Rep. Zeldin, Local Officials and Veterans Call for Nationwide Expansion of Dwyer Program

Government and Politics

August 5, 2022

Rep. Zeldin, Local Officials and Veterans Call for Nationwide Expansion of Dwyer Program

ROCKY POINT, NY - Today, Congressman Lee Zeldin (R, NY-1), a U.S. Army veteran, was joined by state and local legislators from Suffolk County, members of his Veterans Advisory Board, and other local veterans and veteran advocates to call for a nationwide expansion of the PFC Joseph P. Dwyer Veteran Peer Support Program, a peer-to-peer support program for veterans suffering from Post-Traumatic Stress Disorder (PTSD) and Traumatic Brain Injury (TBI). The local leaders and veteran advocates gathered in front of the PFC Joseph P. Dwyer statue at Rocky Point Veterans Memorial Square.

Congressman Zeldin’s proposal - H.R. 1476 - the PFC Joseph P. Dwyer Peer Support Program Act, would expand the Dwyer Program nationally and help veterans across the United States receive the care, treatment and support they need and deserve. This bipartisan legislation has nearly 40 cosponsors in the House of Representatives and the backing of 14 veterans advocacy groups.

At a rally on July 21, Congressman Zeldin was attacked and nearly stabbed by David Jakubonis, a veteran who is struggling with mental health issues. Mr. Jakubonis was released on his own recognizance immediately after his initial arrest without any time or effort allowed to deal with his mental health issues. The Dwyer Program’s peer-to-peer support model for veterans has been proven to be effective at preventing tragedy and has helped returning service members throughout New York gain the support they need and thrive.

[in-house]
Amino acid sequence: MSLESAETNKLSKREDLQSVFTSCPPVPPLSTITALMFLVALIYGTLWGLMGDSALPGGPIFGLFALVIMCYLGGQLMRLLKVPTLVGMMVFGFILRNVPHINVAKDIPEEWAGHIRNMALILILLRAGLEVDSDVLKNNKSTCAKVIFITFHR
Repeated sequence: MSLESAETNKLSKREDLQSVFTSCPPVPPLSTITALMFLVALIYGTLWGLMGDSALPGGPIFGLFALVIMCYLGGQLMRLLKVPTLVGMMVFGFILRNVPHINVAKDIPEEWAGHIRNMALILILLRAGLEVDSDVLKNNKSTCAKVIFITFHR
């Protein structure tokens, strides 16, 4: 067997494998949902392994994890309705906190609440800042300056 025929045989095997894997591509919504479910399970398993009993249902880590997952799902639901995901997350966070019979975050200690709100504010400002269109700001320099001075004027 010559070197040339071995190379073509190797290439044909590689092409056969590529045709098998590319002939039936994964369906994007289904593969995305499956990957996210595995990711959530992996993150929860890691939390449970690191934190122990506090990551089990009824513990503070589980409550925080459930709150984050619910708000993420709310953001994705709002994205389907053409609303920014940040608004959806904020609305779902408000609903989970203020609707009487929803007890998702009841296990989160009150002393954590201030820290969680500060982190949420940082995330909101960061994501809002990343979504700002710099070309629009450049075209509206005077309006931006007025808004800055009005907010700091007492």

“The stories of Joseph Dwyer and so many veterans, who sacrificed so much only to come home and continue enduring the trauma they experienced overseas, inspired me to create the PFC Joseph P. Dwyer Veteran Peer Support Program while serving in the State Senate,” said Congressman Zeldin. “I am extremely proud of the program’s success in Suffolk County and throughout New York. I have no doubt that, if expanded nationally, the Dwyer Program would help prevent tragedies caused by the mental wounds of war and serve as an essential and life-saving resource for veterans returning home and their families across the United States. I’m grateful to all the members of my Veterans Advisory Board, local veterans and supporters of the Dwyer Program who came out today to champion this important cause.” 

Congressman Zeldin created the Dwyer Program during his time serving in the New York State Senate in honor of PFC Joseph Dwyer, an Iraq War veteran from Mount Sinai, New York, who sadly lost his battle with PTSD. This successful peer-to-peer support model provides a safe, confidential, and educational platform where all veterans are welcome to meet with other veterans in support of each other’s successful transition to post-service life and seeks to build vet-to-vet relationships that enhance positive change through common experiences, learning and personal growth.

Suffolk County served as one of four test counties in New York in 2013, the first year of the program, and since then, the program has expanded statewide, saving lives while assisting tens of thousands of New York veterans battling PTSD and TBI.